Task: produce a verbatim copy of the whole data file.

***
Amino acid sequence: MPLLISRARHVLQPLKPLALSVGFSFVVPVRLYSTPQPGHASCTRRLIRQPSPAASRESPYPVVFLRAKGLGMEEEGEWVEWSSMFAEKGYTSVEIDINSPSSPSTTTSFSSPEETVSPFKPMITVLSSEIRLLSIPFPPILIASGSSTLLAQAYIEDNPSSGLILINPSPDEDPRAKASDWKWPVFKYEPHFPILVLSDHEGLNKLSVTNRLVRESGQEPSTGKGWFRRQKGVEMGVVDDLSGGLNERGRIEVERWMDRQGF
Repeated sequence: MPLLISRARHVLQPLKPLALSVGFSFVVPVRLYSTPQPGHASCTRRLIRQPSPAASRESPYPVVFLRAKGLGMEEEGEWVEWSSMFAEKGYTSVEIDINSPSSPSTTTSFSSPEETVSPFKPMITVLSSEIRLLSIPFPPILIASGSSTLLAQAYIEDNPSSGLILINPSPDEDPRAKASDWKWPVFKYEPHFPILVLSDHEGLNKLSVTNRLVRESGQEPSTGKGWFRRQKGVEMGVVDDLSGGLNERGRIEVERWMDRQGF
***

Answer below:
Amino acid sequence: MPLLISRARHVLQPLKPLALSVGFSFVVPVRLYSTPQPGHASCTRRLIRQPSPAASRESPYPVVFLRAKGLGMEEEGEWVEWSSMFAEKGYTSVEIDINSPSSPSTTTSFSSPEETVSPFKPMITVLSSEIRLLSIPFPPILIASGSSTLLAQAYIEDNPSSGLILINPSPDEDPRAKASDWKWPVFKYEPHFPILVLSDHEGLNKLSVTNRLVRESGQEPSTGKGWFRRQKGVEMGVVDDLSGGLNERGRIEVERWMDRQGF
Repeated sequence: MPLLISRARHVLQPLKPLALSVGFSFVVPVRLYSTPQPGHASCTRRLIRQPSPAASRESPYPVVFLRAKGLGMEEEGEWVEWSSMFAEKGYTSVEIDINSPSSPSTTTSFSSPEETVSPFKPMITVLSSEIRLLSIPFPPILIASGSSTLLAQAYIEDNPSSGLILINPSPDEDPRAKASDWKWPVFKYEPHFPILVLSDHEGLNKLSVTNRLVRESGQEPSTGKGWFRRQKGVEMGVVDDLSGGLNERGRIEVERWMDRQGF